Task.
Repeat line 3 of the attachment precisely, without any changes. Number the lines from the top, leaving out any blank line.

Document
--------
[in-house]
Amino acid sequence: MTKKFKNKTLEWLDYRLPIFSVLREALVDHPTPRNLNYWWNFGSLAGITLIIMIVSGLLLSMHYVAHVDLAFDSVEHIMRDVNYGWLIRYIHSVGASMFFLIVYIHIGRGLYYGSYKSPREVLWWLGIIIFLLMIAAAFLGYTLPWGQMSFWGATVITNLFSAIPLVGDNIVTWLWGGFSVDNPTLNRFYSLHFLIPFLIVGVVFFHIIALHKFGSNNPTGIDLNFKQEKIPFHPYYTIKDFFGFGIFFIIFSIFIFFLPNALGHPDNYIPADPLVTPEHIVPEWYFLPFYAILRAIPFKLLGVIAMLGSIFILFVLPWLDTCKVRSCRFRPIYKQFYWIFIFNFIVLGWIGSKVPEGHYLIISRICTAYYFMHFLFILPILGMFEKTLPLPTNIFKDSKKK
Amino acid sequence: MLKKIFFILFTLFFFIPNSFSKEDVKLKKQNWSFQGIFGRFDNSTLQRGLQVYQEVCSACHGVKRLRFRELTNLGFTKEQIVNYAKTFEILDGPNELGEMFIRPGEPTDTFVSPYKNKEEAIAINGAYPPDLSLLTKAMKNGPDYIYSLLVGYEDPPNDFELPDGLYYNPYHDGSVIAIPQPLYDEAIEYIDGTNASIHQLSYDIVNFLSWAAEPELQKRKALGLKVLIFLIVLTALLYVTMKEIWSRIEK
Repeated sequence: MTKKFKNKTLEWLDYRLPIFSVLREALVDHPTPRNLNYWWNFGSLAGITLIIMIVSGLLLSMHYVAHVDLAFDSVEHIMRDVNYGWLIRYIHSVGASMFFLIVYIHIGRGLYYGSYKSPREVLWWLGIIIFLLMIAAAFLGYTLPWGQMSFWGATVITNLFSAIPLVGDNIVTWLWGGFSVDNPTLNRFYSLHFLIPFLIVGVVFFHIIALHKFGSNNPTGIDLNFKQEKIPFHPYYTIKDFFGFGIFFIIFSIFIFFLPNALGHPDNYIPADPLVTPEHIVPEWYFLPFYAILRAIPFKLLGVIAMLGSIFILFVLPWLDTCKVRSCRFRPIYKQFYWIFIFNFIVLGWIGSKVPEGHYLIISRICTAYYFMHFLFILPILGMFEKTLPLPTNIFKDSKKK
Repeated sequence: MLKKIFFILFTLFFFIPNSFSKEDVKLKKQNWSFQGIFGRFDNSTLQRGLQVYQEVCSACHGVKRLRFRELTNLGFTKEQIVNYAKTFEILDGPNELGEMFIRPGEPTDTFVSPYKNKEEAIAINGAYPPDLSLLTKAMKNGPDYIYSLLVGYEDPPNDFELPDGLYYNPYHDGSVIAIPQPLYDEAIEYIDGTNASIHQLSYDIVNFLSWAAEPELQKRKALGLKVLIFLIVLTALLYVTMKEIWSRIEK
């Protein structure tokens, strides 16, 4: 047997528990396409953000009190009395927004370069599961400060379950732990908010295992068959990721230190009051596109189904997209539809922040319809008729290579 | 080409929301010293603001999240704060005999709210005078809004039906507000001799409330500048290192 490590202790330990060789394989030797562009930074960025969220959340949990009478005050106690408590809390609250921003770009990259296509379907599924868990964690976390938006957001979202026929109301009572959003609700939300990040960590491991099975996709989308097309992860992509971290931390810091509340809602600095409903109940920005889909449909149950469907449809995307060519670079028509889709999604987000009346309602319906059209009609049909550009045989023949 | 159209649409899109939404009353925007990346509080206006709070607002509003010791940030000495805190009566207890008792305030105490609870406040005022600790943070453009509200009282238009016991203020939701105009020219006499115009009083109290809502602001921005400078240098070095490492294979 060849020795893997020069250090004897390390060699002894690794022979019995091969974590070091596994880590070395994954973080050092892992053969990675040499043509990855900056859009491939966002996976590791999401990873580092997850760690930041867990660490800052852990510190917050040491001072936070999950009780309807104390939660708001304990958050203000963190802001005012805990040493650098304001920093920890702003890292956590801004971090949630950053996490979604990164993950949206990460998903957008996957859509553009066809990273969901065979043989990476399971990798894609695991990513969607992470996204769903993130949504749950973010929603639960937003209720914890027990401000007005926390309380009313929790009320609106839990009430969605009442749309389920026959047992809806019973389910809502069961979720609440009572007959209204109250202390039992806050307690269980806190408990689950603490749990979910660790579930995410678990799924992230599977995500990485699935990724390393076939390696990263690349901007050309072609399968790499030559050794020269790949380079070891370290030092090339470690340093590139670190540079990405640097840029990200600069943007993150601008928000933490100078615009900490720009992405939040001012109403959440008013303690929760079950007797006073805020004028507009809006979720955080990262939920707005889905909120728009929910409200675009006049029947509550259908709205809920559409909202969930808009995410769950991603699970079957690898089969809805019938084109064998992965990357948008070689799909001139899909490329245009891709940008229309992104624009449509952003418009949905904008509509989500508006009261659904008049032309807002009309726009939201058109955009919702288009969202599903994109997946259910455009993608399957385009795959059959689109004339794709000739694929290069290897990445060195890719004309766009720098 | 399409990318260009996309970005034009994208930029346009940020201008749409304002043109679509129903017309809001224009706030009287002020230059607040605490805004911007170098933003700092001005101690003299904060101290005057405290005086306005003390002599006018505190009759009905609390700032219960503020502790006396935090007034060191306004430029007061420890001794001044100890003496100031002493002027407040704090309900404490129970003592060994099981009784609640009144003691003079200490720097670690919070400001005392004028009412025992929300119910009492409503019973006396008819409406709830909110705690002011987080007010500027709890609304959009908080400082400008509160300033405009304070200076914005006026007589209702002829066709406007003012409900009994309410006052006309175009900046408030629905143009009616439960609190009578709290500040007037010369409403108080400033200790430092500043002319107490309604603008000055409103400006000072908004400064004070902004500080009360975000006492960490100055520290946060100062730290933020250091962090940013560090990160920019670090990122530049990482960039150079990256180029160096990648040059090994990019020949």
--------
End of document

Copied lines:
Amino acid sequence: MLKKIFFILFTLFFFIPNSFSKEDVKLKKQNWSFQGIFGRFDNSTLQRGLQVYQEVCSACHGVKRLRFRELTNLGFTKEQIVNYAKTFEILDGPNELGEMFIRPGEPTDTFVSPYKNKEEAIAINGAYPPDLSLLTKAMKNGPDYIYSLLVGYEDPPNDFELPDGLYYNPYHDGSVIAIPQPLYDEAIEYIDGTNASIHQLSYDIVNFLSWAAEPELQKRKALGLKVLIFLIVLTALLYVTMKEIWSRIEK